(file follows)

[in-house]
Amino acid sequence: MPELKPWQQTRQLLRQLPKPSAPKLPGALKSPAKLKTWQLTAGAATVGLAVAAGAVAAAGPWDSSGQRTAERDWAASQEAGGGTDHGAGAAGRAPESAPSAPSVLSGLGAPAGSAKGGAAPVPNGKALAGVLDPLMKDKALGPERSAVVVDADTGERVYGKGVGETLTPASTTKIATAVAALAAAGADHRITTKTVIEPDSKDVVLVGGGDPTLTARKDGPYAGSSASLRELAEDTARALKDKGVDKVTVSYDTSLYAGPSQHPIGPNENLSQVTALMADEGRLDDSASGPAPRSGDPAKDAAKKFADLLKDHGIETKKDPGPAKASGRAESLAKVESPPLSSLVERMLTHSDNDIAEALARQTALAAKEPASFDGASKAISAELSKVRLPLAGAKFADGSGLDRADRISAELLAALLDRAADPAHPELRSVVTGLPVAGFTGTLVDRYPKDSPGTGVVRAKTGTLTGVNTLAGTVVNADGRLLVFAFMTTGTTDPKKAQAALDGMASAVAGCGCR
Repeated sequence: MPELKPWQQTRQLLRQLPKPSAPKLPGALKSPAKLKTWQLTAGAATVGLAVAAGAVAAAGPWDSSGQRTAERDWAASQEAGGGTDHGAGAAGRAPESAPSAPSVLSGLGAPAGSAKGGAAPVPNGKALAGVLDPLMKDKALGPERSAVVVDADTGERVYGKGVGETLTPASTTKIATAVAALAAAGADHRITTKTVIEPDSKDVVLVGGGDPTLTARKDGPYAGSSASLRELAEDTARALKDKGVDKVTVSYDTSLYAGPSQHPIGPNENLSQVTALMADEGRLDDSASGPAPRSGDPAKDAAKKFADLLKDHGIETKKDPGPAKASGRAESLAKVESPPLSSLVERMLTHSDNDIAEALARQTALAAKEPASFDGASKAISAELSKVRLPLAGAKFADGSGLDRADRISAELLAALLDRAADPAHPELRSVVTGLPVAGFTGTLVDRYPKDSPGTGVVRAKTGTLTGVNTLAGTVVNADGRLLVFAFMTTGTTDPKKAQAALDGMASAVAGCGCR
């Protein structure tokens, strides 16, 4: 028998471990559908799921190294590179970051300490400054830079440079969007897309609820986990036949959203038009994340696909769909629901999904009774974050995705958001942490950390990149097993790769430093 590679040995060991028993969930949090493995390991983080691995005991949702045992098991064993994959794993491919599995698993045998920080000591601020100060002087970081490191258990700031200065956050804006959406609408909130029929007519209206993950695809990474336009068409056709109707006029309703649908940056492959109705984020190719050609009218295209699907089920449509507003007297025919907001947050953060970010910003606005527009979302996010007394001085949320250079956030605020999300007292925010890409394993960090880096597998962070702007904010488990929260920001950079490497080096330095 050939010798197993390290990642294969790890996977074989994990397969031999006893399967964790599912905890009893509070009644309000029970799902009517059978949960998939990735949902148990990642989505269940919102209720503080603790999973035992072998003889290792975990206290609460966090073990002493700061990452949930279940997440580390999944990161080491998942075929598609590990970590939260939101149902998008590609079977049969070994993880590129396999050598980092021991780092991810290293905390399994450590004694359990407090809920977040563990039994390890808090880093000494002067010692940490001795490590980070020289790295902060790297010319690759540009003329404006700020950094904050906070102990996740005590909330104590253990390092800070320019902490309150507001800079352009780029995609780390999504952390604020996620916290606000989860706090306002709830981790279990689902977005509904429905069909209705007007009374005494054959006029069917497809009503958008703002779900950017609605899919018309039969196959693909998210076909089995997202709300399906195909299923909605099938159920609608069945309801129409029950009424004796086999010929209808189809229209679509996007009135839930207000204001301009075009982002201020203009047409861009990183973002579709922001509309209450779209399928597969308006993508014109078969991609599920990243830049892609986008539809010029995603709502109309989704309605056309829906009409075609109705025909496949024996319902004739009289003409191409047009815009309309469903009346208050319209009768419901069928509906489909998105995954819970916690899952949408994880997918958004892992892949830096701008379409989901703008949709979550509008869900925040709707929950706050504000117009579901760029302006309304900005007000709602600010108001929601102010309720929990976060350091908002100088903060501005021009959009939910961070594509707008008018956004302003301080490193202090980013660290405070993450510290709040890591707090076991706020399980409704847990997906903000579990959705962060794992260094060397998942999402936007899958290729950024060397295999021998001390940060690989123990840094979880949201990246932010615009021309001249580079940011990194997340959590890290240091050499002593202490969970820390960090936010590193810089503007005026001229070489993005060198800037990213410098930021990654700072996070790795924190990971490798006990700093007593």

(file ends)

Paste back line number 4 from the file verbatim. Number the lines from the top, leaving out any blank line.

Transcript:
């Protein structure tokens, strides 16, 4: 028998471990559908799921190294590179970051300490400054830079440079969007897309609820986990036949959203038009994340696909769909629901999904009774974050995705958001942490950390990149097993790769430093 590679040995060991028993969930949090493995390991983080691995005991949702045992098991064993994959794993491919599995698993045998920080000591601020100060002087970081490191258990700031200065956050804006959406609408909130029929007519209206993950695809990474336009068409056709109707006029309703649908940056492959109705984020190719050609009218295209699907089920449509507003007297025919907001947050953060970010910003606005527009979302996010007394001085949320250079956030605020999300007292925010890409394993960090880096597998962070702007904010488990929260920001950079490497080096330095 050939010798197993390290990642294969790890996977074989994990397969031999006893399967964790599912905890009893509070009644309000029970799902009517059978949960998939990735949902148990990642989505269940919102209720503080603790999973035992072998003889290792975990206290609460966090073990002493700061990452949930279940997440580390999944990161080491998942075929598609590990970590939260939101149902998008590609079977049969070994993880590129396999050598980092021991780092991810290293905390399994450590004694359990407090809920977040563990039994390890808090880093000494002067010692940490001795490590980070020289790295902060790297010319690759540009003329404006700020950094904050906070102990996740005590909330104590253990390092800070320019902490309150507001800079352009780029995609780390999504952390604020996620916290606000989860706090306002709830981790279990689902977005509904429905069909209705007007009374005494054959006029069917497809009503958008703002779900950017609605899919018309039969196959693909998210076909089995997202709300399906195909299923909605099938159920609608069945309801129409029950009424004796086999010929209808189809229209679509996007009135839930207000204001301009075009982002201020203009047409861009990183973002579709922001509309209450779209399928597969308006993508014109078969991609599920990243830049892609986008539809010029995603709502109309989704309605056309829906009409075609109705025909496949024996319902004739009289003409191409047009815009309309469903009346208050319209009768419901069928509906489909998105995954819970916690899952949408994880997918958004892992892949830096701008379409989901703008949709979550509008869900925040709707929950706050504000117009579901760029302006309304900005007000709602600010108001929601102010309720929990976060350091908002100088903060501005021009959009939910961070594509707008008018956004302003301080490193202090980013660290405070993450510290709040890591707090076991706020399980409704847990997906903000579990959705962060794992260094060397998942999402936007899958290729950024060397295999021998001390940060690989123990840094979880949201990246932010615009021309001249580079940011990194997340959590890290240091050499002593202490969970820390960090936010590193810089503007005026001229070489993005060198800037990213410098930021990654700072996070790795924190990971490798006990700093007593």